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The science and logistics of battling B.C.’s wildfires

With hundreds of fires and thousands of people to fight them, the crisis in B.C. demands cutting-edge methods and choreographic planning


 
A helicopter drops water on a wildfire burning on a mountain in Ashcroft, B.C., on Sunday July 9, 2017. B.C. government officials now estimate that 7,000 people have been evacuated from their homes due to wildfires burning in the province. (Darryl Dyck/CP)

A helicopter drops water on a wildfire burning on a mountain near Ashcroft, B.C. (Darryl Dyck/CP)

Fires are burning through B.C.’s Interior, but the response effort is partly exterior. While municipal fire departments extinguish house and structural fires—from embers that land on rooftops or power lines—the unified command falls to the B.C. Wildfire Service. As the fire chief in Hope, B.C., Tom DeSorcy, says, “it’s their show.”

Last Friday, a weather system brought high winds and dry lightning to the Cariboo region, igniting 140 fires, followed by another 100 on Saturday. As the province declared a state of emergency, the B.C. Wildfire Service put out a call to the Canadian Interagency Forest Fire Centre, which asked all of the municipal and provincial fire crews in the country to list what they could offer. Fire departments in Saskatchewan, Alberta, Ontario and New Brunswick sent fighters and equipment. The provincial government also put a request to Public Safety Canada, which in turn put a request to the Canadian Forces for extra help. Firefighters are notoriously gung-ho, but organization is essential, and they can’t simply expect to mask up and start their engines.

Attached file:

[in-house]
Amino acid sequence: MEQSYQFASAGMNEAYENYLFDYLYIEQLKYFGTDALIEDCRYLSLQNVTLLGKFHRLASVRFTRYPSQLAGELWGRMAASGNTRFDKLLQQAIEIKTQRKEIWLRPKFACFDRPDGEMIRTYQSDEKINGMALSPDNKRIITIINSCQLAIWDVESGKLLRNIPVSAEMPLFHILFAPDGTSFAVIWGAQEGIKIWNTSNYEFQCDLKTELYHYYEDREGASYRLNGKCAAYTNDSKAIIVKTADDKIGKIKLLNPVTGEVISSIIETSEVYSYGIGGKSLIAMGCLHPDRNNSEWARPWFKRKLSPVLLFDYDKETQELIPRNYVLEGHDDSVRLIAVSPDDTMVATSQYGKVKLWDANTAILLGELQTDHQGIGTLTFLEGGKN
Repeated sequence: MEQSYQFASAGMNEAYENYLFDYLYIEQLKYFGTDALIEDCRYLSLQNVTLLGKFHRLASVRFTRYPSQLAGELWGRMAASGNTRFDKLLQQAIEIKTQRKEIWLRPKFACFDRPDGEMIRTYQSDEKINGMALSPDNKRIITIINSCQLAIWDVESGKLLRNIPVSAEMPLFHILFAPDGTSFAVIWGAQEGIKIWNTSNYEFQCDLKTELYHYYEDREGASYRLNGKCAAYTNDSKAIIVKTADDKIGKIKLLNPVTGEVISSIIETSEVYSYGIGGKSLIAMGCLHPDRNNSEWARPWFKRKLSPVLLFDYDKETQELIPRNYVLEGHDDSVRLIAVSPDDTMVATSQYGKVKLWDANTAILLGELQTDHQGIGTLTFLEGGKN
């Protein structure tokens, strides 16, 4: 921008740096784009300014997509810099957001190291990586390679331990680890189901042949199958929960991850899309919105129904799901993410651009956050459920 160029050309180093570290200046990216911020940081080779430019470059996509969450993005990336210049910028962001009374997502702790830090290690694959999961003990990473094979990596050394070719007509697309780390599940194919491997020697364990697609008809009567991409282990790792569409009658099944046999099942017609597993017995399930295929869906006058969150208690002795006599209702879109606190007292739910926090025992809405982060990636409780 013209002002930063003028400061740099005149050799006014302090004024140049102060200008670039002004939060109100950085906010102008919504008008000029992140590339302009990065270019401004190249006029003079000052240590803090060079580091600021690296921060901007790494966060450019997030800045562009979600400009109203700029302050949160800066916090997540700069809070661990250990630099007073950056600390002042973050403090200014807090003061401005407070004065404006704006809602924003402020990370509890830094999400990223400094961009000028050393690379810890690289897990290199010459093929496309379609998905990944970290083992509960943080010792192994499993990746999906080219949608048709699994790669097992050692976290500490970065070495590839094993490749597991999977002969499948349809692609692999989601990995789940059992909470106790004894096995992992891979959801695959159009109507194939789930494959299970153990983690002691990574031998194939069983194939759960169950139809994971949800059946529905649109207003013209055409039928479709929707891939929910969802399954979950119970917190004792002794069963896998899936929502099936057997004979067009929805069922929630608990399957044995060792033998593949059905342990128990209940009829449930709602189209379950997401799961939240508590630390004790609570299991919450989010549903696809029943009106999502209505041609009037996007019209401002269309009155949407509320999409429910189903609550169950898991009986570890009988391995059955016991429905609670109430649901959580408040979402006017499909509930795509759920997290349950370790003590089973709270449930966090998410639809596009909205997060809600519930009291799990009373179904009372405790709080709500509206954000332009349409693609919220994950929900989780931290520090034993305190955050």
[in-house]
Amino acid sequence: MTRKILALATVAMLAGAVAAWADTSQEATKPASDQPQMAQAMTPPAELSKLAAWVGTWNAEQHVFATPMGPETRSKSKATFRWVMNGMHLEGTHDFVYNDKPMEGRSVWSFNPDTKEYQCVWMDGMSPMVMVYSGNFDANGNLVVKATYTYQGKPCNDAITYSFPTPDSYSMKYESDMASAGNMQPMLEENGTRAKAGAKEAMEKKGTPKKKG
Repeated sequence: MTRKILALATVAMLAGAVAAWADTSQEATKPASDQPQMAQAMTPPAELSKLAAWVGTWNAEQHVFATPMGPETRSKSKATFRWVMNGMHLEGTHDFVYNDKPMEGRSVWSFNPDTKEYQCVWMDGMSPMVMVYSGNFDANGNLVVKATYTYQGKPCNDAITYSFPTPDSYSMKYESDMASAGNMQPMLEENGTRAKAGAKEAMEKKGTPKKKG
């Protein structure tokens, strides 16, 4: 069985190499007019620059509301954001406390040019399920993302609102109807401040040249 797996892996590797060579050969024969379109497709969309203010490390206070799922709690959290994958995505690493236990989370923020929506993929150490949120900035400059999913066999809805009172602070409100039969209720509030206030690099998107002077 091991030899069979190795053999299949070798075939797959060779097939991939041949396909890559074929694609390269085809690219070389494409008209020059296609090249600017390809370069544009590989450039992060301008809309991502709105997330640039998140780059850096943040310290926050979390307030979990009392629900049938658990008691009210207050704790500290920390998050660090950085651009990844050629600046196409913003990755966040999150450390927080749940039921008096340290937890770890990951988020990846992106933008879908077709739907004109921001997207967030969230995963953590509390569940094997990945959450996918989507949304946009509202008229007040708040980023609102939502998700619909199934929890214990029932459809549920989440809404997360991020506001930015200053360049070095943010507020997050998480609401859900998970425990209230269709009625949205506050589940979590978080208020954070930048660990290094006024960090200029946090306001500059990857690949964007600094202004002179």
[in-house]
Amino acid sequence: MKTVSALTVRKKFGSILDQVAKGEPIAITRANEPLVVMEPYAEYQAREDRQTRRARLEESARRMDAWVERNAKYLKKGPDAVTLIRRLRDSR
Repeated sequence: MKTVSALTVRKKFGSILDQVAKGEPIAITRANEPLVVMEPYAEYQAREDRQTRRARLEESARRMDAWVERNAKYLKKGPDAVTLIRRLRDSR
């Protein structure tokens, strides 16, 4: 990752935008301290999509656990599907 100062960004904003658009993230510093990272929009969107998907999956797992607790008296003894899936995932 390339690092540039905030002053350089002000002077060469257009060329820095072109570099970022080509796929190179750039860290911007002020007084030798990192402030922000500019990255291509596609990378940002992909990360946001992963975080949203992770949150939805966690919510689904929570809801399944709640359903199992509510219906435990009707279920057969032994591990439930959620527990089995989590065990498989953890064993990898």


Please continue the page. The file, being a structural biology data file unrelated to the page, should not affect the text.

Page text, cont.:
“There’s lots of young guys who say, ‘I wanna go to Williams Lake and help them,” explains DeSorcy. “It’s more coordinated than that.” The fires span around 2,000 to 12,000 hectares in area each, a fraction of the 500,000-hectare fire that consumed Fort McMurray, but the dispersion of the ignitions means that the response needs to be just as carefully choreographed.

“They’re still large enough where we’re not just going to be doing a direct attack,” says Kevin Skrepnek, chief fire information officer for B.C. Wildfire Service. Instead, they are contracting bulldozers and excavators to dig perimeters and remove trees or other fuel around the perimeter of each burn. They are also spraying red fire retardant, a slurry made up of fertilizer and water which is best used as a barrier sprayed in front of a fire. Helicopters and other aircrafts are dropping water directly on the fire as a suppressant, but the dry air means the water evaporates quickly. “In B.C., we do use a lot of retardant,” says Skrepnek. The weather, he says, “it’s just so dry.”

Along with Canadian Forces personnel, municipalities from the coast are sending helpers when asked. They sometimes camp out at potential hot spots, a tactic called “staging” (one group of firefighters in the Gordon Bay area of Adams Lake was caught ignoring a sign that banned campfires and lighting a fire in their down time). Responders are also doing controlled ignitions, or “burn backs,” by creating perimeters and lighting the designated areas with matches, to reduce the wildfire’s potential fuel.

The town of Hope has sent one water tender and two volunteer fighters to Williams Lake. However, since the fire could potentially hit Hope, the department is reserving its three fire engines, second water tinder, 24 other volunteers and tanker with compressed air foam for rapid attack. DeSorcy says, “we certainly don’t leave ourselves short.”

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